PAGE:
How to Manage the Middle-Management Crisis
One camp suggests simply dispensing with the typical org chart. But while you can't get rid of hierarchies, you can make them smarter.
These are challenging times for middle managers. Asked to take on more roles in both in-person and virtual environments, many have been eager for a change. A recent report on the problem by CNN cites a 2022 Gartner study, which found that about a quarter of mid-level leaders “feel overwhelmed by their responsibilities” and a similar percentage “don’t feel mentally engaged at work.”
So the same blues that are hitting the CEO’s office seem to be trickling down throughout organizations. Part of the problem, according to the CNN report, is that more middle managers are expected to be in the office and are feeling the pinch of less flexibility. And many are dealing with those issues while also being new to the job, slotted into positions after a spike in resignations. As Andrew Challenger, senior VP of outplacement firm Challenger, Gray & Christmas told CNN, “There’s not a lot of wisdom or experience they can get from [more tenured managers]. That is exhausting.”
One solution: Just get rid of the middle managers.
A recent report in Insider recently made that blunt argument. (Headline: “It’s time to get rid of managers. All of them.” [paywall]) Rather than force organizations to work under the supervision of department heads—with all the risks of conflicting management styles and silo-ing that come with it—it’s better, the article suggests, to simply let teams organically self-manage. As the article puts it: “Flattening the hierarchy and doing away with most managers could help companies retain talent and attract a newly empowered workforce, but only if they implement it right.”
That’s a very big if—with flashing lights and a loud siren blaring a-ooga a-ooga behind it—but it’s not a new concept. Companies have implemented a self-management scheme called holacracy for more than a decade, with intermittent success. In theory, holacracy is a boon for workers who are now more used to flexibility than ever; it gives them an opportunity to take the reins of decision-making processes. And it removes a deliberation process than can be more cumbersome in hybrid offices.
But as the Insider article shows, holacracy isn’t for everybody. “You want people who are going to thrive in this environment,” said one executive. “They have to be either natural, lifelong learners or want to learn and have a sense that things can be better.” Moreover, no organization can escape hierarchies entirely. After experimenting with the format, the publishing platform Medium now uses what it calls “holacracy lite” where managers are there to keep teams from worrying about holacracy’s implementation rules. And somebody has to approve the raises and promotions, after all. “It actually made a lot of sense to consolidate a lot of those functions under the same person,” one former Medium employee told Insider.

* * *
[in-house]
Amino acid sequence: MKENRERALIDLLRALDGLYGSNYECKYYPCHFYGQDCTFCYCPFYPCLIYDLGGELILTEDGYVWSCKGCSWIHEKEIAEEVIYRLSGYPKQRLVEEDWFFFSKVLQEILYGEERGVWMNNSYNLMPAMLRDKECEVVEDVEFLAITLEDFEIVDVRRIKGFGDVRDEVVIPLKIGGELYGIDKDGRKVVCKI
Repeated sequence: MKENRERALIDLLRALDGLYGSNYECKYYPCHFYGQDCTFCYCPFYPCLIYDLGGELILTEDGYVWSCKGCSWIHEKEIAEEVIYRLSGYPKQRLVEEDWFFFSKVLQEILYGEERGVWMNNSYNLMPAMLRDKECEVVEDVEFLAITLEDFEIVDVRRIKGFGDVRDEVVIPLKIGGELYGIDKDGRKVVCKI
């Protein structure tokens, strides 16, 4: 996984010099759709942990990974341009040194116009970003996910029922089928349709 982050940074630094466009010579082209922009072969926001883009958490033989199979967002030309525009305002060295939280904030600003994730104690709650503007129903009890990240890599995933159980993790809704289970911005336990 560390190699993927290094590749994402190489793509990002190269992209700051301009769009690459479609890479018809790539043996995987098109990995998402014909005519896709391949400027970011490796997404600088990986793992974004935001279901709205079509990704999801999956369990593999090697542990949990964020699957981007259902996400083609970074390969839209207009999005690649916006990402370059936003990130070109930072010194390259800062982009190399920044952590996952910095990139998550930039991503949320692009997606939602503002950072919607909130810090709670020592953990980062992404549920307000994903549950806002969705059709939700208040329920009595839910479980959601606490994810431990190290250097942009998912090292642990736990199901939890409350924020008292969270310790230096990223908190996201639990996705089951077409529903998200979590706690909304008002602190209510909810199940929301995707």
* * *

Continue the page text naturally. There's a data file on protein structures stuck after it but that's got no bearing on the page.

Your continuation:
I’m not going to tell you that your association should dismiss its department leaders and leave rank-and-file employees to their own devices. But it’s worth considering the news about middle-management struggles and the holocracy concept as an opportunity for a thought exercise. How much flexibility are you giving your teams to self-manage, and what would an appropriate role for a department head be in that context? Are the in-person and virtual work arrangements making things more efficient, or complicating them? If they’re complicated, what role can the CEO take in untangling them?
Organizations don’t need to be unregulated, but they might stand to think about what a less complex regulation might look like. As the Insider piece puts it, “as the demand increases for better work-life balance, professional integrity, and inclusivity, a flattened structure may be the way to go.”
How have middle managers been handling their roles at your organization? Share your experiences in the comments.